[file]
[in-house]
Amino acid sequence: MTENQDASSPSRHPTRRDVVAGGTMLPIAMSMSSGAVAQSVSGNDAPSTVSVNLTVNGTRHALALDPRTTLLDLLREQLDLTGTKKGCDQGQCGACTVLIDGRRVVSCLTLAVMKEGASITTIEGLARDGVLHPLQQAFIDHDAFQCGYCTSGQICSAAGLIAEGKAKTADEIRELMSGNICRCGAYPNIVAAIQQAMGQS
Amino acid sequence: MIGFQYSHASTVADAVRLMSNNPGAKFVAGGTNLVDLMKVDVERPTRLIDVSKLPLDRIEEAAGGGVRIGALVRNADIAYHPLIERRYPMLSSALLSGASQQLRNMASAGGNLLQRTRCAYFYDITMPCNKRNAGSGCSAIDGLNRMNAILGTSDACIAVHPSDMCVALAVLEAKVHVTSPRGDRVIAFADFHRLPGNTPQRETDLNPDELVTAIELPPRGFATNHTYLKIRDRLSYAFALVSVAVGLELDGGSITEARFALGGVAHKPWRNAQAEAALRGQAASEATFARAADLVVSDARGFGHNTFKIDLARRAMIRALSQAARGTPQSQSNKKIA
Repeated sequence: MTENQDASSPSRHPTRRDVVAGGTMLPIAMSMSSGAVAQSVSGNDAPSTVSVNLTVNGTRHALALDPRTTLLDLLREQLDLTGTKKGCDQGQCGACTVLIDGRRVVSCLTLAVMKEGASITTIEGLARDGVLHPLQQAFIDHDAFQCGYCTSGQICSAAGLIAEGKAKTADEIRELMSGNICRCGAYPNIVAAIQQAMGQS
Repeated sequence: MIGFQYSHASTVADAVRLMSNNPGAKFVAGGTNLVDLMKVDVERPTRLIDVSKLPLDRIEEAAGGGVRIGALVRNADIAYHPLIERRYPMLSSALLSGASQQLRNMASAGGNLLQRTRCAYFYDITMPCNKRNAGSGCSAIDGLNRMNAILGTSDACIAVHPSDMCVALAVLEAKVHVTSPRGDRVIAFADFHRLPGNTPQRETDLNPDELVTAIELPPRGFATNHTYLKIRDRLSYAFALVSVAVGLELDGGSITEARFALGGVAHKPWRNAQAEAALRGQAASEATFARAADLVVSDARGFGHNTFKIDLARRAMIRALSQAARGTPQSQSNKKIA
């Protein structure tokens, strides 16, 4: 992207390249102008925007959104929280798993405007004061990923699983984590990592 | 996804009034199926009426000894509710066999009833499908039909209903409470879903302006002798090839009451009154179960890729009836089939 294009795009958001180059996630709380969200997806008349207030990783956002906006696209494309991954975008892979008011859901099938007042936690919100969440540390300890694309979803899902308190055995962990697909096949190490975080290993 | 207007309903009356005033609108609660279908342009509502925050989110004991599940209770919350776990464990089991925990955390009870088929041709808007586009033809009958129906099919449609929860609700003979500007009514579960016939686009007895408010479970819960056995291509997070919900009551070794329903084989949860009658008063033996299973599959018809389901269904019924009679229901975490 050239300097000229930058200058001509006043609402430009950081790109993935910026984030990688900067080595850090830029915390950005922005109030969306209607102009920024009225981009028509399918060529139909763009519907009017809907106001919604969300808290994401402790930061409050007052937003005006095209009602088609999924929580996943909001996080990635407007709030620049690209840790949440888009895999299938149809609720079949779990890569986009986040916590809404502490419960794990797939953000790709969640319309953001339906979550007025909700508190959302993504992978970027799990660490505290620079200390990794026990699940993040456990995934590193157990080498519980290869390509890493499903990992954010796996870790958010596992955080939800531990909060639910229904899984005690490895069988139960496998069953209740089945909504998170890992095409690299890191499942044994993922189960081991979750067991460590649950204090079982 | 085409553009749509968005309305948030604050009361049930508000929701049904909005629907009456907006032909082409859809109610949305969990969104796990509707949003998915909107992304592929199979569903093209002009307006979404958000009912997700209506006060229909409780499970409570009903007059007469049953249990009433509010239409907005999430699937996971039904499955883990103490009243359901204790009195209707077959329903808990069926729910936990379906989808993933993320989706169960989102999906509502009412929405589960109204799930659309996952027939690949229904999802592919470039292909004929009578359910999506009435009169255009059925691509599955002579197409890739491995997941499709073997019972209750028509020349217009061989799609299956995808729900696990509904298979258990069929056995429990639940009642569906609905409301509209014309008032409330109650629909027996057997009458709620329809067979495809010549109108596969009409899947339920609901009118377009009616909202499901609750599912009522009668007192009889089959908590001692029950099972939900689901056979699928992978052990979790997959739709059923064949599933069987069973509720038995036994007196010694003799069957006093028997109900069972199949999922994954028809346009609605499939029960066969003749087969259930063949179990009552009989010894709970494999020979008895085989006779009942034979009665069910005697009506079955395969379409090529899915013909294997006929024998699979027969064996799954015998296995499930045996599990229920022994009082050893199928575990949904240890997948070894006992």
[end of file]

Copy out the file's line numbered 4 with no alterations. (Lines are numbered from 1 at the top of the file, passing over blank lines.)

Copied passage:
Repeated sequence: MTENQDASSPSRHPTRRDVVAGGTMLPIAMSMSSGAVAQSVSGNDAPSTVSVNLTVNGTRHALALDPRTTLLDLLREQLDLTGTKKGCDQGQCGACTVLIDGRRVVSCLTLAVMKEGASITTIEGLARDGVLHPLQQAFIDHDAFQCGYCTSGQICSAAGLIAEGKAKTADEIRELMSGNICRCGAYPNIVAAIQQAMGQS